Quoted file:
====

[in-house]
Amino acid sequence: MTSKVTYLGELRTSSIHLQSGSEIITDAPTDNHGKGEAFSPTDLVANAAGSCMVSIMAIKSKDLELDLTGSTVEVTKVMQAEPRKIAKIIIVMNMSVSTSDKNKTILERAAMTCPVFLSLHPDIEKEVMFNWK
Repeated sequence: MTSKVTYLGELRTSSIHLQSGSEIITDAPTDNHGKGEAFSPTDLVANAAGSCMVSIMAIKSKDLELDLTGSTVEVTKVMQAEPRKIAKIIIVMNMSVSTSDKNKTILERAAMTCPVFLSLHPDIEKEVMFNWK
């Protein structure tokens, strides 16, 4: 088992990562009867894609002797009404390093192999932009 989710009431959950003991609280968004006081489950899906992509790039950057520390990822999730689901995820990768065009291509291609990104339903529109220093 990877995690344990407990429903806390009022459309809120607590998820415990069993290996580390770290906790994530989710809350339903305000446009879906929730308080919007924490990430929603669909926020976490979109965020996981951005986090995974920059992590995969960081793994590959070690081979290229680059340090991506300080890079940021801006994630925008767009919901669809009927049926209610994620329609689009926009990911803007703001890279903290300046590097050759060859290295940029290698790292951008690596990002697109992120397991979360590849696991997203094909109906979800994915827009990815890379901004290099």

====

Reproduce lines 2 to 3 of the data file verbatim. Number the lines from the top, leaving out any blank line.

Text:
Amino acid sequence: MTSKVTYLGELRTSSIHLQSGSEIITDAPTDNHGKGEAFSPTDLVANAAGSCMVSIMAIKSKDLELDLTGSTVEVTKVMQAEPRKIAKIIIVMNMSVSTSDKNKTILERAAMTCPVFLSLHPDIEKEVMFNWK
Repeated sequence: MTSKVTYLGELRTSSIHLQSGSEIITDAPTDNHGKGEAFSPTDLVANAAGSCMVSIMAIKSKDLELDLTGSTVEVTKVMQAEPRKIAKIIIVMNMSVSTSDKNKTILERAAMTCPVFLSLHPDIEKEVMFNWK